Now, some of you may be like, “Dude, that was not sufficiently convincing evidence.” I understand your troubles, but I stand by the fact that the inclusion of Egypt and babies being killed around Jesus and Jesus’ parents ensuring that he escaped this terrible fate, etc. are meant to make us liken Jesus to Moses.

What do you think? Do you buy it? Do you notice any other clues to this association?

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Around the World Pic of the Day: The Pyramids at Giza in Egypt

Jay with Pyramids

Jay with Pyramids

Last October I went to Egypt with a buddy of mine, Jason. It was a great time: one week of practically no sleeping, going out every night, touring nonstop during the day and a good ol’ fashion balls to the wall adventure.

On our last day, we went to see the Pyramids at Giza. It actually took us quite a while to get there because we must have gotten the only cab driver in Egypt who didn’t know how to get to the pyramids with his eyes closed. We did get to see some fascinating parts of Cairo that I don’t think a lot of people get to see.

In any case, the pyramids were a lot more incredible than I was expecting. I thought it was going to be one of those places that wasn’t as good as you’d imagined once you’re up close (e.g. for me, Big Ben). However, I was quite wrong. The Sphinx was awesome and the pyramids were huge and really incredible. So impressive.

We decided to go up into one and opted for the Great Pyramid. It was wild. You walk straight up a meter-high shaft that runs at a 45 degree angle in 100 degree heat and feel like if the claustrophobia doesn’t get you, the dead pharaoh-god probably will. This goes on for a while and then opens up and has another hike up until you arrive at a large but single room at the top.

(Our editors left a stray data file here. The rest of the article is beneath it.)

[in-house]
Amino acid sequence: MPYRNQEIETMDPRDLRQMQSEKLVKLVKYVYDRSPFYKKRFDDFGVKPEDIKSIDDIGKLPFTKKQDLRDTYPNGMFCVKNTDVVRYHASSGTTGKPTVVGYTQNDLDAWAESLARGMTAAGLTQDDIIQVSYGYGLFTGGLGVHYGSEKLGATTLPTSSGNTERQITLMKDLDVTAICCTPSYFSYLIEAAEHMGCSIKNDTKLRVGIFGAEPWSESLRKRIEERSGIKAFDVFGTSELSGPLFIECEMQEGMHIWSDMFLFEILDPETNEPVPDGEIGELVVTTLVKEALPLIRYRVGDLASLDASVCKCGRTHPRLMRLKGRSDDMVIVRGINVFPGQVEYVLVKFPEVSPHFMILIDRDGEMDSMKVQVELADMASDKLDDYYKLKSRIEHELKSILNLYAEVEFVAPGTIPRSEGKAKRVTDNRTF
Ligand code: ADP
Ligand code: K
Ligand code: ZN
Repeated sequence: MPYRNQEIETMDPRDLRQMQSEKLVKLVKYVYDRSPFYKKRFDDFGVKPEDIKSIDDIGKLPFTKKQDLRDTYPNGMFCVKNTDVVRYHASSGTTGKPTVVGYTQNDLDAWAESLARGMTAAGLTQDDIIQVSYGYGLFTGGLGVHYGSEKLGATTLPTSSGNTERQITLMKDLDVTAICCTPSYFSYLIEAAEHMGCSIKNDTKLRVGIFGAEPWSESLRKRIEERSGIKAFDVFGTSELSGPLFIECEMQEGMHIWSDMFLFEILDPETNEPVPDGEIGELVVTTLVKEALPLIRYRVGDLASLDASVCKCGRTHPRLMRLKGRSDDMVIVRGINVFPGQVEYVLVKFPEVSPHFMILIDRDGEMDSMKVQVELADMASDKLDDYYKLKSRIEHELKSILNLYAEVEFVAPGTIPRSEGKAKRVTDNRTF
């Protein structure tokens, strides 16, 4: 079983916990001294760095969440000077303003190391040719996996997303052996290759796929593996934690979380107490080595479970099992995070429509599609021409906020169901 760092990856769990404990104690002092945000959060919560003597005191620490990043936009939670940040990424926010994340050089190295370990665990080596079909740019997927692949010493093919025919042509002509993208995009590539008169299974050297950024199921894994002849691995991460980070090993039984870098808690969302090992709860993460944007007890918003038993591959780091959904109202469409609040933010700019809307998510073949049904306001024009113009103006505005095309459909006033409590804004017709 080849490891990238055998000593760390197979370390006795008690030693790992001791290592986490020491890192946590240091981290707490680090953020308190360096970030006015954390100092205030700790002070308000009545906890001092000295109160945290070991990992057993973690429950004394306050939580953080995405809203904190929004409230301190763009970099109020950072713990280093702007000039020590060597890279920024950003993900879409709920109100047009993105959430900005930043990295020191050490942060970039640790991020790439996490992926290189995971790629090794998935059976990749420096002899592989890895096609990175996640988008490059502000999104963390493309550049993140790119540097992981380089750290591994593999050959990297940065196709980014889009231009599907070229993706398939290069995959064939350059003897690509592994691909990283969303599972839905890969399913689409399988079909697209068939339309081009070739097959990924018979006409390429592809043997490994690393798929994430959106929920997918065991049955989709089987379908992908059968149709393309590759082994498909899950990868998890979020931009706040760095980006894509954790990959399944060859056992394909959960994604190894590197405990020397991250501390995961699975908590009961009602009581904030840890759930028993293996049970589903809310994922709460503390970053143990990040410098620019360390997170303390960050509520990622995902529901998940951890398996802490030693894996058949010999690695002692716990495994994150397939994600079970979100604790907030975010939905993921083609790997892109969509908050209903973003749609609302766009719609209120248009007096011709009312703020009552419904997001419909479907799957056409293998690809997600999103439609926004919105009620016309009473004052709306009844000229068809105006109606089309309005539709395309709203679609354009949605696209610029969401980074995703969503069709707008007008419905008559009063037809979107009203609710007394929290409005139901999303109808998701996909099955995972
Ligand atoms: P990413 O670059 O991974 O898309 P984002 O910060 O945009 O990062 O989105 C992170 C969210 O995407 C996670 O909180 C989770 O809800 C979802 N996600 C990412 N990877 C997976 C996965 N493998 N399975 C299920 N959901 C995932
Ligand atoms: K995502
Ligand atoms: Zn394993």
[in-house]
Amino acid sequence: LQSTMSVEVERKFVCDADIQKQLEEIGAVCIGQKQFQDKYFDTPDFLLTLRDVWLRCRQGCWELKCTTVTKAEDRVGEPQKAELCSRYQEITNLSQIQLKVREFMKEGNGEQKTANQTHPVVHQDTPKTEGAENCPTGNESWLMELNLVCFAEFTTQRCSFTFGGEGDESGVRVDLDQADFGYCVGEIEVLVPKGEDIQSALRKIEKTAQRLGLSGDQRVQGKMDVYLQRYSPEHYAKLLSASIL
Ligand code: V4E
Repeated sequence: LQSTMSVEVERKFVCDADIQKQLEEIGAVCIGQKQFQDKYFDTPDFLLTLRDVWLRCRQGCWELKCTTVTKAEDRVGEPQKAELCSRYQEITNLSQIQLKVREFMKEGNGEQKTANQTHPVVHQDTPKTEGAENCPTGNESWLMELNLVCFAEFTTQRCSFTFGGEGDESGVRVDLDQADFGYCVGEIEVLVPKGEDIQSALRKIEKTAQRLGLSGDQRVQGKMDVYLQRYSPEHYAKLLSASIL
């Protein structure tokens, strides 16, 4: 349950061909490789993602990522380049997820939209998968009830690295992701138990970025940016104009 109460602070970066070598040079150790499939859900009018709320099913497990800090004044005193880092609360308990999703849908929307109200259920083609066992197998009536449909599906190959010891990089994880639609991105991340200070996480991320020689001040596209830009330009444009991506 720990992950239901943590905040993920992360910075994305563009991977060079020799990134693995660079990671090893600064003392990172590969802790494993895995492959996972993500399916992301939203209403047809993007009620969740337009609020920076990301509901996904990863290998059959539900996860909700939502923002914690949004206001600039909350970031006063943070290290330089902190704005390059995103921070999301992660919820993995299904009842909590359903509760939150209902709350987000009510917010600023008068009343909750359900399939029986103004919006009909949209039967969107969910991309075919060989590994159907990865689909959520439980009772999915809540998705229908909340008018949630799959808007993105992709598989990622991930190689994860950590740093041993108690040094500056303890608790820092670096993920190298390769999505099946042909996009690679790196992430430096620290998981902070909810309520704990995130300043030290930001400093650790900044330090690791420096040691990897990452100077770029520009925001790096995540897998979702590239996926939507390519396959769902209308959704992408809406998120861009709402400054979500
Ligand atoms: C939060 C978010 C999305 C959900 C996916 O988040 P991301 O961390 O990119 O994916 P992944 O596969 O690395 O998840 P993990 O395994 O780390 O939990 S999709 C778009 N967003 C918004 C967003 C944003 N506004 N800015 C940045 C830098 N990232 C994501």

This is where the pharaoh was buried (and as they believed he was a god, that is why this qualifies for the religious sites around the world). No pictures. It is beautiful up top and you can’t believe the ceiling is single slabs of granite that aren’t falling all around you. There’s even a draft that’s been designed so that you don’t suffocate. Truly incredible.

To get down we ran in a crab-like position and were out very quickly. Unfortunately I destroyed my hamstrings doing that and literally couldn’t walk. We took a few minutes to allow the oxygen to return to my leg muscles and then proceeded on our merry way. The picture is after that when we thought it would be funny to make some nice illusions. You know, because no one’s ever done it before.

Have you ever been to the pyramids? What did you think? Did you go up inside? Cool? Send me your pictures at JaySolomon@thezenofsouthpark.com.

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The Valley of Bamiyan: Buddhism, Radical Islam and the Taliban Collide at one of History’s Greatest Crossroads, The Silk Road